As Republicans and farm organizations raise more questions and challenge President Joe Biden’s plans to raise capital gains taxes and limit stepped-up basis, a group of rural Democrats in Congress is pushing to ensure farms and small businesses are excluded from any change in inherited basis.
Biden’s plan to fund his infrastructure package and spending plan for education, childcare and health insurance is tied to tax proposals that would all but double the capital gains rate from 20 percent to 39.6 percent, topping 43.4 percent when the Medicare surcharge is added.
The plan would exclude the first $1 million in assets for an individual.
In a move that has set off alarm in farm groups, Biden’s plan also eliminates stepped-up basis for inherited assets beyond $1 million per individual or $2 million per couple. The White House states its proposal would not affect inherited family farms or small businesses that remain in those families.
The group of 13 Democrats, mostly members of the House Agriculture Committee, sent a joint letter to Democratic leaders raising their concerns about how the repeal of stepped-up basis could hurt family farms. They called for full exemptions for family farms and small businesses. The Democratic lawmakers want to ensure the exemptions for farms and businesses are written into any tax bill that passes.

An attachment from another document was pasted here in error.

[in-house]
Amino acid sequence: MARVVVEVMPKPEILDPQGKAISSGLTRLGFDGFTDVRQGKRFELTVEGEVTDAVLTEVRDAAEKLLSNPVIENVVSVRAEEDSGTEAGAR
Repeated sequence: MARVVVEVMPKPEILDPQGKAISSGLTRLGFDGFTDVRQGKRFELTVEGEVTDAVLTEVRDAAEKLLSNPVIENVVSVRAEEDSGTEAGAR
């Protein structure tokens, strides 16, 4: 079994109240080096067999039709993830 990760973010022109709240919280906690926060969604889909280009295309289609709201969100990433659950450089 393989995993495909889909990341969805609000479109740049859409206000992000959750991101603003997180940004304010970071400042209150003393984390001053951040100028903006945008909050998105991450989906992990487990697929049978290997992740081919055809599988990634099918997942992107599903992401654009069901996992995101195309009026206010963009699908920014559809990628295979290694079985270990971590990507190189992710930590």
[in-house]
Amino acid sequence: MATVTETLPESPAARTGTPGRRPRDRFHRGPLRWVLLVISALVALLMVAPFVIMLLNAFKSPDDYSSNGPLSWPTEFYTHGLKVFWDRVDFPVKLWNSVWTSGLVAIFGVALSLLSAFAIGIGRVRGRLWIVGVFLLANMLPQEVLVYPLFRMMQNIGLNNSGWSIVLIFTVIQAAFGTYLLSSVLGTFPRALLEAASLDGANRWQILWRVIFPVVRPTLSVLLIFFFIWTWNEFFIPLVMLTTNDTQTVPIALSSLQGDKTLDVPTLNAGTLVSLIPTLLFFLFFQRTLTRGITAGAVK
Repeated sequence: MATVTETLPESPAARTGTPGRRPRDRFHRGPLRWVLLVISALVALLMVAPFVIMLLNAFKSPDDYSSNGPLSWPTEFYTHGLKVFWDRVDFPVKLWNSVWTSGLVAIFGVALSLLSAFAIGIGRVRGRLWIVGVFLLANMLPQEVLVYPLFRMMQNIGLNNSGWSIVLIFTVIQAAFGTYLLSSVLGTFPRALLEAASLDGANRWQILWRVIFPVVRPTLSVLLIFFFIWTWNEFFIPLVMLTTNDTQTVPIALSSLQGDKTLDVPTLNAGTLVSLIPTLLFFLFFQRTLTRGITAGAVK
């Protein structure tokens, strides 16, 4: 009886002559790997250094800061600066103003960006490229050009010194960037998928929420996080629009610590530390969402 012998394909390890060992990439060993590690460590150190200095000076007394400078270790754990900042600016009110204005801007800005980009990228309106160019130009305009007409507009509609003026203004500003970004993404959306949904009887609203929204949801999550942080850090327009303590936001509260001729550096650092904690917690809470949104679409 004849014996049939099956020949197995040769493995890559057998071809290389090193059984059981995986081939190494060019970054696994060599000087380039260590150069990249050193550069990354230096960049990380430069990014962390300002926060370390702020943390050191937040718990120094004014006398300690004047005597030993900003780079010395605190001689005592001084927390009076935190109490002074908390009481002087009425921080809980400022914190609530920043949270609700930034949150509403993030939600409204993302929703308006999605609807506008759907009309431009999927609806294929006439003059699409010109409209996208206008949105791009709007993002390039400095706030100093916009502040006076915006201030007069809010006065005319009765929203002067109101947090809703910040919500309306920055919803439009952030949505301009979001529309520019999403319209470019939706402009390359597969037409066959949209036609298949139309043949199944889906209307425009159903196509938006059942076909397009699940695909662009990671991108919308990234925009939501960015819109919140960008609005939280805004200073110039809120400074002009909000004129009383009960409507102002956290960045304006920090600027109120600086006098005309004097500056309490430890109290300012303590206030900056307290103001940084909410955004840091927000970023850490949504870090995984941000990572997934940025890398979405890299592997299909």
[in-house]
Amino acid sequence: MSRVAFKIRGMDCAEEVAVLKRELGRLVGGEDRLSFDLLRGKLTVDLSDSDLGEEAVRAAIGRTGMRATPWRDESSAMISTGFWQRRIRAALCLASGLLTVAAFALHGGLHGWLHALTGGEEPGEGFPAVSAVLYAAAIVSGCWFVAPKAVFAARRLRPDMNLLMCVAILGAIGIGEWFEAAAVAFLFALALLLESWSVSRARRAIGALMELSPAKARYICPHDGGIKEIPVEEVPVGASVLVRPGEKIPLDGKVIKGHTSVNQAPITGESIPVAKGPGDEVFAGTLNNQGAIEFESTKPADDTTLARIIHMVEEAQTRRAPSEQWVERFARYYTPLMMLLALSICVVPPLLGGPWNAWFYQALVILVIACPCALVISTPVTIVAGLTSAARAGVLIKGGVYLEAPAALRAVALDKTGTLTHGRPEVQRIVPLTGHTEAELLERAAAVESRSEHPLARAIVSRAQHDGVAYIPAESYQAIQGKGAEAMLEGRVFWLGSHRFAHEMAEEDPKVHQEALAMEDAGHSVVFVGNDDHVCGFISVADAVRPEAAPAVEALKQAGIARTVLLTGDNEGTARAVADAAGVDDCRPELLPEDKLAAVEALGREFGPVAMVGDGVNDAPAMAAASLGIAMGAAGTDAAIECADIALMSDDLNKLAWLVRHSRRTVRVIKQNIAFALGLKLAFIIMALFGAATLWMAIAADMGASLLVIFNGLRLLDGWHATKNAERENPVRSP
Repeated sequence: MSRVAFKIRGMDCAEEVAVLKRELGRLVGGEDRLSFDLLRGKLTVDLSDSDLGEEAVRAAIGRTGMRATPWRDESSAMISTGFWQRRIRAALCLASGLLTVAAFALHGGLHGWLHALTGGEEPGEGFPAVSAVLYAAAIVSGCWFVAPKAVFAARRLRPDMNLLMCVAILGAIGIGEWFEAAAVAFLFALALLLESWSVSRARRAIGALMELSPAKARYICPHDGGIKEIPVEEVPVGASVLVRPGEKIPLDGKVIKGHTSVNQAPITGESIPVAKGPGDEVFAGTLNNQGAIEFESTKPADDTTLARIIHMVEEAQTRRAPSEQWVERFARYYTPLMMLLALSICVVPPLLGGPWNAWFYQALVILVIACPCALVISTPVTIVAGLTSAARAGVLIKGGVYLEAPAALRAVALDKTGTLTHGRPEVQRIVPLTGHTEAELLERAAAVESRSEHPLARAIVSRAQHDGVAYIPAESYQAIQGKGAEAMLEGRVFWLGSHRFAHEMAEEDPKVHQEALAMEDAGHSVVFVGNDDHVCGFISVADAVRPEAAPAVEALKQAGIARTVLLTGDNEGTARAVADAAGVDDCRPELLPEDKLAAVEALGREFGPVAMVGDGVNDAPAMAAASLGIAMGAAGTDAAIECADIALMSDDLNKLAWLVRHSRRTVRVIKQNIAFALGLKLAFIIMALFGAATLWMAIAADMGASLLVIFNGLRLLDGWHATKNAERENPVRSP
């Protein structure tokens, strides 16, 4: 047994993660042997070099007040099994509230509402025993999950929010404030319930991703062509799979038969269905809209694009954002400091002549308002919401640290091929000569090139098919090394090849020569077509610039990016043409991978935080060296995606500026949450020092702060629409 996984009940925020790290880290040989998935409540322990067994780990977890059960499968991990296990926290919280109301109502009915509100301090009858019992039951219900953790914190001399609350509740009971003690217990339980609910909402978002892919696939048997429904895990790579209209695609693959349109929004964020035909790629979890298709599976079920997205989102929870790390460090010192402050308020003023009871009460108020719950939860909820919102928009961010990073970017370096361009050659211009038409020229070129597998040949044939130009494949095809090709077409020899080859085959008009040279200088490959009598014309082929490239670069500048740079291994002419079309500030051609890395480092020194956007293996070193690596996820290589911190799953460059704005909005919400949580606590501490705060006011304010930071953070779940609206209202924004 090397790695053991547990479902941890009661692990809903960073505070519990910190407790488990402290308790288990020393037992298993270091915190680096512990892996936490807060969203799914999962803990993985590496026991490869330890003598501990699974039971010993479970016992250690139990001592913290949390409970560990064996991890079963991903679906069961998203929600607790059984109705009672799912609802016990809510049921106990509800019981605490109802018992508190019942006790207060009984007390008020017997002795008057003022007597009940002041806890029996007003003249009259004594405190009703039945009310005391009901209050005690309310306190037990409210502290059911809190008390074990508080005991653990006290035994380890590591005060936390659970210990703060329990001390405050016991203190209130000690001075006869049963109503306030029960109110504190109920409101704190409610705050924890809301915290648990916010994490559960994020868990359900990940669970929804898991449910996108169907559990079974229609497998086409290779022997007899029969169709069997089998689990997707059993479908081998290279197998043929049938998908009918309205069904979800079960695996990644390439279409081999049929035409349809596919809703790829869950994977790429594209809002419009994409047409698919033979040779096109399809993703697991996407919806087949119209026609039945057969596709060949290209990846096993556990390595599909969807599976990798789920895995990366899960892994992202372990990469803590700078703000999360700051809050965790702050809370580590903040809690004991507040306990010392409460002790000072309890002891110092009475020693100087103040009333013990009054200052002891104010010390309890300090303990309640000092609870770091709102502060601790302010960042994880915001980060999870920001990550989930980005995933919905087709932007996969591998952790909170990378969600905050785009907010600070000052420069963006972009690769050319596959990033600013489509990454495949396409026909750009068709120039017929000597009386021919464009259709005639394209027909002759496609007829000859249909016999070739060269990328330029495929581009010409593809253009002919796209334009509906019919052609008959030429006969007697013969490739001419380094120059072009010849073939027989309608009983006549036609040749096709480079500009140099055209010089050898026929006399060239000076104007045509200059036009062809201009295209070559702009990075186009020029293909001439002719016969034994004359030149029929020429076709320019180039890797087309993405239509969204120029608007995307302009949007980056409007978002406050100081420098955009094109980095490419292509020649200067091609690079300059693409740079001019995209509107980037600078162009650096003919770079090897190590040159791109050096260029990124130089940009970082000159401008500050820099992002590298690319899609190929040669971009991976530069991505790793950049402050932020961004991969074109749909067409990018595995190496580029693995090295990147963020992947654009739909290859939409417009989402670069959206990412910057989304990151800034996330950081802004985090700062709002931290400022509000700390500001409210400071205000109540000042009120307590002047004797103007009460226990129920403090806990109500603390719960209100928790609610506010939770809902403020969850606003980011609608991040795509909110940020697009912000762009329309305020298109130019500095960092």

The House Democrats added in their letter the challenges of administering changes to taxing basis for farm machinery and other business equipment. They called on “strong protections” to ensure that farms do not have to be sold or liquidated.
Brian Kuehl, a principal at member company K-Coe Isom, said accountants at the firm who work heavily with farm families have been providing members of Congress some details about how various proposals could affect farmers.
Still, Kuehl said the Biden administration provided a starting point on the taxes by saying they did not want the changes to affect family farmers or small businesses. Before the American Family Plan was announced, accountants for farmers and other businesspeople were working off the assumption that the Biden administration would propose eliminating all stepped-up basis.
“I think we were pleasantly surprised to see the language exempting farms and family-owned businesses, and that’s a good thing,” Kuehl said. “We’re happy the administration laid down the marker, and that gives a lot of leverage in the context of what Congress does here.”
Beyond the sale of real estate, other assets such as combines, tractors, other large assets and even grain inventory could be affected. Real estate could be taxed under capital gains, but other business property could be taxed as ordinary income as well.
“I wouldn’t go so far as to say that if you’re a family owned business, you’re off the hook. There are still some hooks that could get you,” said Brad Palen, a CPA for K-Coe Isom in Kansas.